FASS647: Risky Research: Ethics, Reflexivity, and Risk
This module is open to all PhD students. It is likely to be of most relevance to those planning fieldwork or data collection. This is likely to be those at the end of their first year and going into the second year of their PhDs. It may also be relevant to PGT students who are planning to gather sensitive data.
Postgraduate research can involve fieldwork and data collection processes that present elevated risks to the researcher and their participants. This can include carrying out research in hostile environments such as fragile states or humanitarian settings, and desk-based research that poses specific types of risk, for example, research on terrorist organisations. This course will equip students with the skills to enable them to identify and mitigate these risks and address the ethical issues raised by risky research.
On successful completion of this module students will be able to:
- Assess the ethical issues implicated in risky research and produce ethics applications able to address them;
- Identify the kinds of risks researchers might encounter in the field or through collection of sensitive data and develop appropriate risk assessment and management plans;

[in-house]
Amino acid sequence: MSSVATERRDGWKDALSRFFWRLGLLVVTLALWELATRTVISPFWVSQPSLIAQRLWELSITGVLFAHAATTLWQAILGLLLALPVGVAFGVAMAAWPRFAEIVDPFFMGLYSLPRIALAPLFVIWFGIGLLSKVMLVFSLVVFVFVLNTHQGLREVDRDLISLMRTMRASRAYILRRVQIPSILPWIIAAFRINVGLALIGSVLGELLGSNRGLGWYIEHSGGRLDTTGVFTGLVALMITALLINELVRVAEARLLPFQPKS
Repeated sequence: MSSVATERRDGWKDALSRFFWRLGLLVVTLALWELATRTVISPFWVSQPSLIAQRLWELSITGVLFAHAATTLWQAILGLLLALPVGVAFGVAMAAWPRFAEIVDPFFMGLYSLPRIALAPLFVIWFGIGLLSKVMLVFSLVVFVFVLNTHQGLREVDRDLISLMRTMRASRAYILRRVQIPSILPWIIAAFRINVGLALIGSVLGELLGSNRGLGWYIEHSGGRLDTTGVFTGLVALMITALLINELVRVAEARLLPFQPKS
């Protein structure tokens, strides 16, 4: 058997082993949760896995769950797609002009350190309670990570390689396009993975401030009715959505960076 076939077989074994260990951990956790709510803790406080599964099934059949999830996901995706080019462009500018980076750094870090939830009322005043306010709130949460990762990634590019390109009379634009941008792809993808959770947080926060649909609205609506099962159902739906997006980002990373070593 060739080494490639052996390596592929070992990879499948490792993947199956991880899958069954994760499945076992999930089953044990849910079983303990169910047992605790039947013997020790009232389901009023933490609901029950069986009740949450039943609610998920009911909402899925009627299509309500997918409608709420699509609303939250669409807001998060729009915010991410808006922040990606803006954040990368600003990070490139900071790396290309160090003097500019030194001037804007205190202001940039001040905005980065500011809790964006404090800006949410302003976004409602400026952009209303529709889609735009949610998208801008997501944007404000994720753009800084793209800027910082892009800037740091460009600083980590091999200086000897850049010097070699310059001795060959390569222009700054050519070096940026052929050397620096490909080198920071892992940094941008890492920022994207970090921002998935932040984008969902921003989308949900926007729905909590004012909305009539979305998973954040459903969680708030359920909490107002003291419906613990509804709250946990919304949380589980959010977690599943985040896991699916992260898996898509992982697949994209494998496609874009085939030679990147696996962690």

- Explain the concept of reflexivity and how it relates to their research;
- Design and implement data management practices that reduce risks to the researcher and participants, ensuring ethical commitments are met.
The one day course will cover four areas:
- Ethics: identifying and developing strategies to address ethical issues in the context of risky research
- Risk assessment and mitigation: assessing the risks associated with research projects, and determining and employing effective mitigation processes
- Reflexivity: exploring the concept and application of reflexivity in risky research
- Data management: developing appropriate data management strategies
Belousov, K., Horlick-Jones, et al., (2007). Any port in a storm: Fieldwork difficulties in dangerous and crisis-ridden settings. Qualitative Research, 7(2), 155-175.
Kovats‐Bernat, J. C. (2002). Negotiating dangerous fields: Pragmatic strategies for fieldwork amid violence and terror. American Anthropologist, 104(1), 208-222.
Lee-Treweek, G., & Linkogle, S. (2000). Danger in the field: Risk and ethics in social research. Psychology Press.
Nilan, P. (2002). ‘Dangerous fieldwork' re-examined: the question of researcher subject position. Qualitative Research, 2(3), 363-386.
Wood, E. J. (2006). The ethical challenges of field research in conflict zones. Qualitative Sociology, 29(3), 373-386.
Timing and Location
24/05/18 or 25/05/18 - to be confirmed
Number of sessions:
2 x 3 hour sessions
Timing and Location:
Thursday or Friday, week 25, 9.30-12.30 and 1.30-4.30, room to be confirmed
Minimum quota: 6